Hezbollah fighters carry the coffin of fellow militant Mohammed Ahmed Zbibo, who was killed during fighting against jihadists and other Syrian opposition fighters in the Qalamun mountains along the border with Syria. (AFP/Getty Images)

Hezbollah has won grudging respect, even from some foes, for its tenacious guerrilla campaigns against Israel. But now Lebanon’s most powerful military organization is losing its aura of invincibility.

Tactics that the Shiite group has used against Israeli soldiers are being inflicted on its own forces­ by militants from the Islamic State and the al-Qaeda-affiliated Jabhat al-Nusra, which have carved out footholds in Lebanon along the porous Syria border.

The growing number of attacks and kidnappings by the Sunni militants represent the opening of yet another military front for Hezbollah. It already has thousands of troops deployed in Syria to bolster President Bashar al-Assad’s regime, while still more are facing Israel in southern Lebanon.

“Hezbollah is spread thin. They are waging so many battles and are positioned on so many fronts,” said Imad Salamey, associate professor of political science at the Beirut-based Lebanese American University.

Classified as a terrorist organization by the United States and European Union, Hezbollah was created in the turmoil following Israel’s 1982 invasion of Lebanon. The militant group forced Israel to end its occupation of southern Lebanon in 2000 and inflicted a heavy blow on Israel during a 34-day war in 2006. Hezbollah’s forces­ are better armed than Lebanon’s army, which plays a subordinate role.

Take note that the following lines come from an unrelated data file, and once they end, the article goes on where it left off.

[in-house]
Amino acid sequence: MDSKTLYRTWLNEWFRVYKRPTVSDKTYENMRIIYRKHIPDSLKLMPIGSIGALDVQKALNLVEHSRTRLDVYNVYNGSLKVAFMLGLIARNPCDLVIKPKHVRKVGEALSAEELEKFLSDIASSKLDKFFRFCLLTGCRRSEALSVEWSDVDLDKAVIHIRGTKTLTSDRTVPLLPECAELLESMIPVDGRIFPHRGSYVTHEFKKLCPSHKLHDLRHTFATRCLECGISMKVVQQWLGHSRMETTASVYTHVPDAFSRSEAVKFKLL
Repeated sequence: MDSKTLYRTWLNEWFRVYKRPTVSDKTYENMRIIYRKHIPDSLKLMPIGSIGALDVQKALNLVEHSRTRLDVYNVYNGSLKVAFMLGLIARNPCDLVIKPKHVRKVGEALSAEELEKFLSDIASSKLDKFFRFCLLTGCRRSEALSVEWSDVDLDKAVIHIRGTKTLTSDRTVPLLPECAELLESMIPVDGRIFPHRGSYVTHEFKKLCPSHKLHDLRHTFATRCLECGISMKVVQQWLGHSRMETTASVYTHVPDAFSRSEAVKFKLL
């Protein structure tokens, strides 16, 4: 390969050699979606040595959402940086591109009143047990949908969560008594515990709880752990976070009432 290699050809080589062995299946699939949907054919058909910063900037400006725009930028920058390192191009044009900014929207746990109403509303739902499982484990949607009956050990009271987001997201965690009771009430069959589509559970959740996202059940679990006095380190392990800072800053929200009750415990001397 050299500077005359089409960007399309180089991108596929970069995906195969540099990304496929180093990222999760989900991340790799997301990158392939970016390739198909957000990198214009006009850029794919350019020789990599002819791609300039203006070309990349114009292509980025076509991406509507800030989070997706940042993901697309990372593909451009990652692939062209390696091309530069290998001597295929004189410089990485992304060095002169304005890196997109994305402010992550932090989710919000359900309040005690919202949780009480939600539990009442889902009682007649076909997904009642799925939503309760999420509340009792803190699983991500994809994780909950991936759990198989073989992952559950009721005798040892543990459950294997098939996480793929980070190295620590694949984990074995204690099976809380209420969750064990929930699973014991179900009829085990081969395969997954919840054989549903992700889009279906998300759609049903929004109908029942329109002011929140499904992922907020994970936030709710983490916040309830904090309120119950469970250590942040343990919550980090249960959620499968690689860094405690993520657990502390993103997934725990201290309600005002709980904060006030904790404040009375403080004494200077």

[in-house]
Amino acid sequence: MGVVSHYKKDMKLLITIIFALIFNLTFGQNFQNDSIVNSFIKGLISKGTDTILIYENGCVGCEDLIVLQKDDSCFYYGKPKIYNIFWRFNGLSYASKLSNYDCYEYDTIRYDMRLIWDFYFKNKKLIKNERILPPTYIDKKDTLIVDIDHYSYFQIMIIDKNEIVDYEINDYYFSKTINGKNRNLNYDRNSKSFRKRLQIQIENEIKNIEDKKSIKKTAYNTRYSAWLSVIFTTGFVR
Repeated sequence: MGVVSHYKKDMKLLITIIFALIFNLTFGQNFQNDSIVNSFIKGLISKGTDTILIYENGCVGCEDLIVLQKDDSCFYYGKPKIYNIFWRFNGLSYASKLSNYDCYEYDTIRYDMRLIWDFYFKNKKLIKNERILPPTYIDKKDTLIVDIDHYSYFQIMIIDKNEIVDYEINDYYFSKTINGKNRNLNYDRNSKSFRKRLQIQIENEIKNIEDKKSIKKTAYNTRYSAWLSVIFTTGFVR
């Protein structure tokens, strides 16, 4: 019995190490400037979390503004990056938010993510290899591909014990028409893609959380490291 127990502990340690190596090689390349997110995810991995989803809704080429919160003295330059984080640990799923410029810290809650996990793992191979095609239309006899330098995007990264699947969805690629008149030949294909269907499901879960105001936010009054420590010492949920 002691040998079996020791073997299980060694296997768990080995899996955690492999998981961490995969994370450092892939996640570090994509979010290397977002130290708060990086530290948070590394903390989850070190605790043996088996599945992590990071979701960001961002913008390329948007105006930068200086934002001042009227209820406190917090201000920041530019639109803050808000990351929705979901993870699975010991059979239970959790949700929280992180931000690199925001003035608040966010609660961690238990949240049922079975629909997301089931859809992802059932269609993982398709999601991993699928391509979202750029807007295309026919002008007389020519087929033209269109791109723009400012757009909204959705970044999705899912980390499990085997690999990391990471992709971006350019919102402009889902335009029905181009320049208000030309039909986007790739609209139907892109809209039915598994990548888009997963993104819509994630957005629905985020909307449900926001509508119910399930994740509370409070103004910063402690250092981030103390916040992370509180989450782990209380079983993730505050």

Members of the Lebanese Resistance Brigades, a Hezbollah armed and funded militant group, attend a rally commemorating “Liberation Day,” which marks the withdrawal of the Israeli army from southern Lebanon in 2000, in the southern border town of Bint Jbeil, Lebanon. (Hussein Malla/AP)

Hezbollah also developed expansive charitable networks and a political movement that exerts considerable influence over the country’s parliament.

The group owes its power, in part, to an ample supply of weapons from the Iranian and Syrian governments, which form an anti-Western axis that allows Tehran to project influence to the Mediterranean and Israel’s borders. The weapons are largely funneled through Syria.

So when Assad’s forces­ started sustaining serious defeats in the civil war, Hezbollah was compelled to intervene to keep open those supply lines.

As many as 5,000 of its foot soldiers are thought to be in Syria, where they have played a crucial role in reversing gains by the Sunni-led opposition. But the costs of Hezbollah’s involvement have been mounting.

Although exact figures are not available, hundreds of its fighters have been reported killed in Syria. The demand for replenishing troops has forced the group to lower its recruitment age — funerals for fighters as young as 16 are being held in Shiite communities that dot the Bekaa Valley area of northeastern Lebanon.

Hezbollah wants to extricate its forces­ from Syria, said Lina Khatib, director of the Beirut-based Carnegie Middle East Center, but it knows they have to remain there until “there is a political deal acceptable to Iran.”

Meanwhile, Hezbollah is facing strain from increasing assaults by fighters from the Islamic State and Jabhat al-Nusra, who have spilled across the border from Syria.

A Hezbollah militant looks through his binoculars in Umm Khorj in the Lebanese eastern mountain range close to the Syrian border. (Sam Skaine/AFP/Getty Images)
Maintaining its image

The Sunni militants began setting off devastating car bombs and launching suicide attacks a year ago against Hezbollah strongholds across the country, including the Shiite suburbs of southern Beirut.